What You Should Know About Living with Guttate Psoriasis
People often make the mistake of assuming all psoriasis looks the same—scaly and silvery. If you’ve experienced guttate psoriasis, however, you know that isn’t the case. While the most common type is plaque psoriasis, which is characterized by those scaly patches, about 8 percent of people with psoriasis develop guttate psoriasis. Guttate not only looks different but may be triggered for different reasons than other forms of psoriasis; it may need different treatment, too. Here’s what you should know.
What Is Guttate Psoriasis?
“Guttate psoriasis appears as small, red, scaly spots that resemble teardrops,” says Peterson Pierre, M.D., board-certified dermatologist at Pierre Skin Care Institute in Westlake Village, California. “They're not as thick as the spots you get from plaque psoriasis, and they tend to appear on the trunk and extremities but can also involve the face and scalp.”
These spots, called papules, tend to be pink or red in color and are raised and round, appearing in various sizes. The papules themselves are sometimes scaly but not always.
“Some may liken the appearance as similar to the pattern that might arise if someone used a brush to splatter paint drops on a wall by flinging the brush head,” describes Todd E. Schlesinger, M.D., board-certified dermatologist and medical director of Dermatology and Laser Center of Charleston in South Carolina.
How Does Guttate Psoriasis Develop?
Initial eruptions of guttate psoriasis tend to occur suddenly after an illness or other outside factor. “Guttate psoriasis usually appears in childhood or young adulthood and is often triggered by an infection such as strep throat or tonsillitis,” Pierre explains.
The National Psoriasis Foundation identifies these additional potential triggers for guttate psoriasis:
- Upper respiratory infections
- Injury to the skin
- Certain drugs, including antimalarials and beta-blockers
That initial flare-up usually lasts several weeks, Pierre says.
Because guttate psoriasis can be associated with other conditions, The National Psoriasis Foundation recommends getting checked out by a doctor if you develop this condition, as you may have an underlying infection.
Children and adults under the age of 30 are most often impacted by this form of psoriasis, and Schlesinger says it can affect people of all genders and races. “Genetic factors may play a role in predisposing one to this condition,” Schlesinger explains. “Rubbing or traumatizing the skin may produce new lesions in what is called the Koebner phenomenon.”
In the Koebner phenomenon, psoriasis plaques or pustules develop on our around where skin has been injured.
How Is Guttate Psoriasis Treated?
When first diagnosed with guttate psoriasis, Pierre says it’s important to determine if the condition was caused by an infection and, if yes, to have that infection treated if you still have it. You should also stop or replace medications that could have potentially triggered the condition, says Pierre. Often, treating the condition or ceasing the medication may be enough to end the guttate psoriasis outbreak.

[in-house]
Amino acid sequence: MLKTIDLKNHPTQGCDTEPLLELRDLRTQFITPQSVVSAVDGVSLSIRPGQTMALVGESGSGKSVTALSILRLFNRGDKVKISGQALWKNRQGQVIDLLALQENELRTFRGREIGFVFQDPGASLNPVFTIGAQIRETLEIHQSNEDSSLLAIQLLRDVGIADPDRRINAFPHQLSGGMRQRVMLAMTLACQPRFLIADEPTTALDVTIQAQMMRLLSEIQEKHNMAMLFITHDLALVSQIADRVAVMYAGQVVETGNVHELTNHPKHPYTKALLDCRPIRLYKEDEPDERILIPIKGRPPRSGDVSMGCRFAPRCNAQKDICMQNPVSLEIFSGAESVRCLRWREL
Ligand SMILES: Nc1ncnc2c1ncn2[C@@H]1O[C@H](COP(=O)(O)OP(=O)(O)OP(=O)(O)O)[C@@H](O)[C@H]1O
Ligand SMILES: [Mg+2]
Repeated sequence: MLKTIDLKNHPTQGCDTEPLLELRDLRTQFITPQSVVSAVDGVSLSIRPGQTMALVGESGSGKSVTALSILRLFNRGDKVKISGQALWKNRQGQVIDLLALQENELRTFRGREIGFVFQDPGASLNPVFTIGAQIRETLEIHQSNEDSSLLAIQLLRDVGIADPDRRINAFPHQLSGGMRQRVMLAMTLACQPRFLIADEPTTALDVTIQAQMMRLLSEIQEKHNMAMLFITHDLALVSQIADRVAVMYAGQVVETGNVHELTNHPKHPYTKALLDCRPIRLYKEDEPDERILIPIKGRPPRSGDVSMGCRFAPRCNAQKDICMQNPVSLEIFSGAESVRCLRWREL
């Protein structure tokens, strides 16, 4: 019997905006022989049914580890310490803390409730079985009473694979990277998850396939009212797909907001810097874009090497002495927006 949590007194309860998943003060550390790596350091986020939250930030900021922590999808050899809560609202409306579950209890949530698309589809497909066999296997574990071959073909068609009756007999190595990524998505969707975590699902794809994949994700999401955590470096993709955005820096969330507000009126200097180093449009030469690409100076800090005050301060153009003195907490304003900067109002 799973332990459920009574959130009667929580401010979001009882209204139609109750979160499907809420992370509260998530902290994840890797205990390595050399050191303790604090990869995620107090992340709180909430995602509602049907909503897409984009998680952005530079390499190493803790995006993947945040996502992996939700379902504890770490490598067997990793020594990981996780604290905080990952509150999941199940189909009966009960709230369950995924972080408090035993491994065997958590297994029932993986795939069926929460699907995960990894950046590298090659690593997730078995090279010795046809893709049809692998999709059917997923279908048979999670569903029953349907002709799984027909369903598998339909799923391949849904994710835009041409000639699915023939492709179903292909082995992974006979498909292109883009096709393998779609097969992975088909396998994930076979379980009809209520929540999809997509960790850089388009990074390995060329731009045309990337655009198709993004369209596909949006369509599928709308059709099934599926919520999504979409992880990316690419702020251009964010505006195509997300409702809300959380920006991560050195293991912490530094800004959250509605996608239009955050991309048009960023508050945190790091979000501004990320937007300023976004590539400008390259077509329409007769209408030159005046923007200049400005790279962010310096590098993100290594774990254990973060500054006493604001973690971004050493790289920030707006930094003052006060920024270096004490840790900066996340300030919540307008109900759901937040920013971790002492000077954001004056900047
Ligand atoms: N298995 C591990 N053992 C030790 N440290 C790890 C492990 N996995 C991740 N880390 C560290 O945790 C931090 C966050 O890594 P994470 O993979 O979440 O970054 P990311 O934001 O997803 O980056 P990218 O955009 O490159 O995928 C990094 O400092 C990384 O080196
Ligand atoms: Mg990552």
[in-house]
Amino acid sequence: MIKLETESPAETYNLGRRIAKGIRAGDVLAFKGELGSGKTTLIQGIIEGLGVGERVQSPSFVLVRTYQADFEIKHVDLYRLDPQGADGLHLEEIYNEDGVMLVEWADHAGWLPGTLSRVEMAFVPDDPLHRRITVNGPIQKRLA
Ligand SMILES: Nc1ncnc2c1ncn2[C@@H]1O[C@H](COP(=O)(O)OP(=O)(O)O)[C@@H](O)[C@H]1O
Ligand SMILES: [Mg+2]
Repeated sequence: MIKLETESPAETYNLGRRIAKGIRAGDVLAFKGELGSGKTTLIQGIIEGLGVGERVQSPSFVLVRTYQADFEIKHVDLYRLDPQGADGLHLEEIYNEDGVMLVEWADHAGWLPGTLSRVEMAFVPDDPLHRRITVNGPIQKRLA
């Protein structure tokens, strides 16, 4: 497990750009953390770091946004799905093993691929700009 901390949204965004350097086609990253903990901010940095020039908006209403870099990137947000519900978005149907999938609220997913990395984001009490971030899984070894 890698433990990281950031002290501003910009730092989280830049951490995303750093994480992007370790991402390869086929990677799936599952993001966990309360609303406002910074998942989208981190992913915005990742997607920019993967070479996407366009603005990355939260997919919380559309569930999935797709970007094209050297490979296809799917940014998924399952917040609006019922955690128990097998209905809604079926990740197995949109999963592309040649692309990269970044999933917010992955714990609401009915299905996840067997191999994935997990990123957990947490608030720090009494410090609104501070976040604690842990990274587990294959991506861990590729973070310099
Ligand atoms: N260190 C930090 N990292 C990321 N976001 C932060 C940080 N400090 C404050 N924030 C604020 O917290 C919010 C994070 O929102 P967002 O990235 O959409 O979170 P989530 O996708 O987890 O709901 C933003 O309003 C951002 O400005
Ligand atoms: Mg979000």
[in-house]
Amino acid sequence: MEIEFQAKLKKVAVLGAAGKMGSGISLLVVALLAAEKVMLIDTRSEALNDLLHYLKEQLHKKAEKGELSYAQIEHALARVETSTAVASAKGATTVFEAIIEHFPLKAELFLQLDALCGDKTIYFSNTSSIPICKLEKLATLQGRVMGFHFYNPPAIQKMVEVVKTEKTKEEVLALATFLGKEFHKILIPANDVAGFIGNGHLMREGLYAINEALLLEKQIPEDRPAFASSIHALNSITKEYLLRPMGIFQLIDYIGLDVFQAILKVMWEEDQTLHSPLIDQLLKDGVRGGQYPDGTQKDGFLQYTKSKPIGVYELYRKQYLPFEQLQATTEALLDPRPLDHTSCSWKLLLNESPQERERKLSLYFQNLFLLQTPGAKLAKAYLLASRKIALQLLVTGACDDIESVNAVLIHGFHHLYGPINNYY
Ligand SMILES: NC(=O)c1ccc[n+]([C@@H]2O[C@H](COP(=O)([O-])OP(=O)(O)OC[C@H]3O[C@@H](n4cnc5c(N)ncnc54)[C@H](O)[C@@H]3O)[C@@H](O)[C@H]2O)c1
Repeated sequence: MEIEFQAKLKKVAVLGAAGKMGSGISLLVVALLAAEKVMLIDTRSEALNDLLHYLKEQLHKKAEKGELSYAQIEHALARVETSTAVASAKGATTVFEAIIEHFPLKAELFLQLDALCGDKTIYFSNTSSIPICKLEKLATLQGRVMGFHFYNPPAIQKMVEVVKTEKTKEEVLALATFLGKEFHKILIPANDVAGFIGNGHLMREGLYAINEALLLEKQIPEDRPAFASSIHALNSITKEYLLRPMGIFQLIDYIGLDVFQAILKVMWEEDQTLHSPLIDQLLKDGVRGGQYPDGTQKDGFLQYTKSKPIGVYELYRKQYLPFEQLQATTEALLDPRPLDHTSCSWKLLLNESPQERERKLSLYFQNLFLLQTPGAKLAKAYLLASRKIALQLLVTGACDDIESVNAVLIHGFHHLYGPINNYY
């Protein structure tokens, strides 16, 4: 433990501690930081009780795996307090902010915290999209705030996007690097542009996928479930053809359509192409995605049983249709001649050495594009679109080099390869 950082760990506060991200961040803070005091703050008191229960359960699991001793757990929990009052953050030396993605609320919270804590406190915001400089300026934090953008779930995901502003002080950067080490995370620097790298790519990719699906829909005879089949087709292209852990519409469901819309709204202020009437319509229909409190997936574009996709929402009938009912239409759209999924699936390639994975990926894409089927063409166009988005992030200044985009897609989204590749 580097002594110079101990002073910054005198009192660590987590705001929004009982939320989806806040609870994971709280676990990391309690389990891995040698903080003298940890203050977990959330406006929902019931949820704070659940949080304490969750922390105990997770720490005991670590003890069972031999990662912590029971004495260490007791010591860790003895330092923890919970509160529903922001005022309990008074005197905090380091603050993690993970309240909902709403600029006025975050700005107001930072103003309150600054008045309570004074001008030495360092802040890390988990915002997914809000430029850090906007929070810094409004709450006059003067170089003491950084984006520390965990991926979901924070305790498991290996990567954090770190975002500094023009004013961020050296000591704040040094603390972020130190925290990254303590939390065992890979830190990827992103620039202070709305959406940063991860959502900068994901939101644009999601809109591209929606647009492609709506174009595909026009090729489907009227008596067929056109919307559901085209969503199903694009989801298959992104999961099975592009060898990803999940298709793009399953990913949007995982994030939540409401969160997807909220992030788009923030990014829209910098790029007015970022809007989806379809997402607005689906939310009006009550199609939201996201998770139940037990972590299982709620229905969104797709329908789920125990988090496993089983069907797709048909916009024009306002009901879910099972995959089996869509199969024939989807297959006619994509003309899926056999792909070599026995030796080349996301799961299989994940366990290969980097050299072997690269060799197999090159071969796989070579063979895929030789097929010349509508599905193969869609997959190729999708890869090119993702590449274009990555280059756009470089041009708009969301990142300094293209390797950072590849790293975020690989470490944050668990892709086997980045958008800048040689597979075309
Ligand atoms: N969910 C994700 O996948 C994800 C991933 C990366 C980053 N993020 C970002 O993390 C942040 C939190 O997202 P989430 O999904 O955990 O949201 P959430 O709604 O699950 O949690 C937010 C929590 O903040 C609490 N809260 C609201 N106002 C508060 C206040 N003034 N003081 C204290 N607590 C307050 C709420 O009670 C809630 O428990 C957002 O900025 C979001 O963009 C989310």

“This form of psoriasis often resolves over weeks or months without treatment,” Schlesinger says.
Sometimes, the condition may persist or progress into a different form of psoriasis called plaque-type psoriasis.If the condition persists, standard psoriasis treatments can be used.
“The treatments for guttate psoriasis are similar to other forms of psoriasis," Pierre explains. These treatments may include:
- Cortisone creams, such as hydrocortisone, triamcinolone, or clobetasol, depending the location of the psoriasis
- Oral medications such as cyclosporine, methotrexate, or apremilast
- Injectable biologic medications
- Phototherapy treatment
As with other forms of psoriasis, there’s no one-size-fits-all treatment for guttate psoriasis. Treatments depend on a person's underlying medical history, as well as the risks and benefits of the treatment for each individual.
What Can I Expect in the Future?
While initial eruptions may disappear with or without treatment fairly quickly, once a person has been diagnosed with guttate psoriasis they may have additional flares in the future.
“Unfortunately, there is no cure,” says Pierre. “This can be a chronic intermittent disease for some, or it may show up later as plaque psoriasis.”
For this reason, you should seek medical care for any infections you have as quickly as possible, since “early intervention may prevent an acute flare of the disease,” says Schlesinger.
You should also stay aware of factors that seem to trigger your flares, so that you can try to avoid or reduce your exposure to them and lessen or prevent symptoms.
The important thing is that you regularly see a board-certified dermatologist you trust, and that you work closely with them to ensure you’re managing your condition effectively. “Guttate psoriasis isn't contagious and is usually very responsive to treatment,” Pierre says.
Editor's Note: This article has been updated to correct an error. An earlier version cited oral steroids as a treatment for guttate psoriasis. The article has been medically reviewed and updated to clarify that topical steroids are a treatment for guttate psoriasis.
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